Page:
Most of the book is devoted to the two main “eras” of Rickenbacker’s life: his car racing career and his WWI successes. Less is devoted to his post war career even though that is pretty phenomenal as well: starting up “Rickenbacker Motor Company”, buying and managing the Indianapolis Motor Speedway, clashes with FDR over policy, and a lengthy stint as the leader and eventual owner of Eastern Airlines. There are a couple of nicely done chapters on his near-fatal airplane crash in 1941 as well as his most famous near-death experience, 24 days adrift at sea after a plane that he was a passenger in got lost over the Pacific and had to set down in the middle of the ocean.

I would add that this book is about more than just the life of Eddie Rickenbacker. The title is entirely appropriate in that it is about the times and events and the people that surrounded Rickenbacker during his extraordinary life. These men had what it takes or what later generations would refer to as “the right stuff”. It’s an amazing story and is definitely an example of how true life can be more incredible than fiction.

Biographies tend to fall into one of two categories. They are either lengthy and filled with every conceivable detail and really meant for a serious scholar of that individual, or they are more succinct and serve to introduce a reader to the individual. This book lies in between. There is quite a bit of detail but not so much as to bog it down. I commend the author for finding that balance between too much detail and too much surfing over the events and issues of the time.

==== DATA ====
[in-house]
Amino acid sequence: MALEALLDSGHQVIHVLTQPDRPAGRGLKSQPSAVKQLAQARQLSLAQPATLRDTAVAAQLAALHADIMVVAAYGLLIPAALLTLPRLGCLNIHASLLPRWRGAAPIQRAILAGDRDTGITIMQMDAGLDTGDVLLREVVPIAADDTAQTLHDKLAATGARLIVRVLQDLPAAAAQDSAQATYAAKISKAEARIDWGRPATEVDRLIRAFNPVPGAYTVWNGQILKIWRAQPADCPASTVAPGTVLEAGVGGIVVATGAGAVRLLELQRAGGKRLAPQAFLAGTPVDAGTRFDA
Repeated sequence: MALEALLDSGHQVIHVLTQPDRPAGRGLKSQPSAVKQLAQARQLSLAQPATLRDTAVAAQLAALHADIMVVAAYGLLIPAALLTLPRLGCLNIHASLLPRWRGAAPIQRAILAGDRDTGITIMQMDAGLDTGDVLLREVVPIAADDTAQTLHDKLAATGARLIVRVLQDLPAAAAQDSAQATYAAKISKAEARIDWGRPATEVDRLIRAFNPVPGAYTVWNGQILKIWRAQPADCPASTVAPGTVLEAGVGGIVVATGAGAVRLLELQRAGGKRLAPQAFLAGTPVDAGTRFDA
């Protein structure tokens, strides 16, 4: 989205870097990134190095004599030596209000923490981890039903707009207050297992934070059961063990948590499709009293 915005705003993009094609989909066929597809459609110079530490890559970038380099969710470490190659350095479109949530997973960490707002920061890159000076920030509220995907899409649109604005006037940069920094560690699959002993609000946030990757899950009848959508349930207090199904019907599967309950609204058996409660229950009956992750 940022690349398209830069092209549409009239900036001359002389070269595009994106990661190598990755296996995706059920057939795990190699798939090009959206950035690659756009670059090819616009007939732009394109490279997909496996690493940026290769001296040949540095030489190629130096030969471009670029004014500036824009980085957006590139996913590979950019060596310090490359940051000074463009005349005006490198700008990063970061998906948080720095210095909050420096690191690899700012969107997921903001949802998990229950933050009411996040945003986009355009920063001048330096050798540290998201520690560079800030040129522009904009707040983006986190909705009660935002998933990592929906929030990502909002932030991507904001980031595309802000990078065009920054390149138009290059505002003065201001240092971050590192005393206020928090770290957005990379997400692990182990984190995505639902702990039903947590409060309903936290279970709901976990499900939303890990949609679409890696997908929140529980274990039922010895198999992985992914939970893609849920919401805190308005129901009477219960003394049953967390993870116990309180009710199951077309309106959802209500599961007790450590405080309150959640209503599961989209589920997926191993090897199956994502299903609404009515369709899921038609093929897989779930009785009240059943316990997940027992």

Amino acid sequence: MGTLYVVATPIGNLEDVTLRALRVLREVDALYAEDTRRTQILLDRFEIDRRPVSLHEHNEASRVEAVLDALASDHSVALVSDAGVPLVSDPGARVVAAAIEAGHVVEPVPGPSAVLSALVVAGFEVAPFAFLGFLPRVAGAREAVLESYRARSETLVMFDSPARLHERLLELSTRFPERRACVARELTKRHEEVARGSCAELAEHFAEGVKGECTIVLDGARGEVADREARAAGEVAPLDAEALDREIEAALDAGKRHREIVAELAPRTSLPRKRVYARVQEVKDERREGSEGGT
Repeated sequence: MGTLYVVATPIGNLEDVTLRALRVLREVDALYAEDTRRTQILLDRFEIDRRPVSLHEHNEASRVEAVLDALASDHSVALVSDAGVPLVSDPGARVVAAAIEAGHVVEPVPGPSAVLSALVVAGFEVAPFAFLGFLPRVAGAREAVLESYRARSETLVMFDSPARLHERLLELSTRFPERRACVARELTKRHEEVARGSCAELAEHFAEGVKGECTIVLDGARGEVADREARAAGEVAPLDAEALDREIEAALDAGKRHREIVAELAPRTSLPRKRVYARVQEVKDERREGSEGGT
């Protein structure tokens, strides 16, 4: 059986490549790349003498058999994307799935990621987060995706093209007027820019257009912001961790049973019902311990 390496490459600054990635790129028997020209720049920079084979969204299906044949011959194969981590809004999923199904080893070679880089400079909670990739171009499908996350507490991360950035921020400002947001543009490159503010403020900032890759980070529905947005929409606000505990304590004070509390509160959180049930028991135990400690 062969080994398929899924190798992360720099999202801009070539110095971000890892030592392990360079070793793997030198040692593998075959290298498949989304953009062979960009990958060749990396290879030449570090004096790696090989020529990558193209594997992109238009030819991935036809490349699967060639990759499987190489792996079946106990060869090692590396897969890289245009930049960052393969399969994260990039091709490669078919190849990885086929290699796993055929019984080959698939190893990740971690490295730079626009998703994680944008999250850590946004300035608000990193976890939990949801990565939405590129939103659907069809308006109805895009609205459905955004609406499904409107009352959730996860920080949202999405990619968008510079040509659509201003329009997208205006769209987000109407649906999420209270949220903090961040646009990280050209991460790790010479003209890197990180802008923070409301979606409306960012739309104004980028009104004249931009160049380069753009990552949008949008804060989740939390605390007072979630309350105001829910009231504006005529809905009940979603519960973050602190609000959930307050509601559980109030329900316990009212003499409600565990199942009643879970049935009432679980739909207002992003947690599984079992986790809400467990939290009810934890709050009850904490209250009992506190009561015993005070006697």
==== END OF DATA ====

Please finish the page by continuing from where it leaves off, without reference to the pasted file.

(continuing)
Highly recommended!
6 internautes sur 6 ont trouvé ce commentaire utile 
HASH(0x94db4234) étoiles sur 5 A true American hero 25 avril 2014
Par Barry Sparks - Publié sur
Format: Relié Commentaire d‘un membre du Club des Testeurs ( De quoi s'agit-il? )
Eddie Rickenbacker was America's most recognizable and famous hero of World War I. He was America's ace of aces, registering 26 kills. He logged more time over enemy territory and engaged in more combats than any other U.S. flier.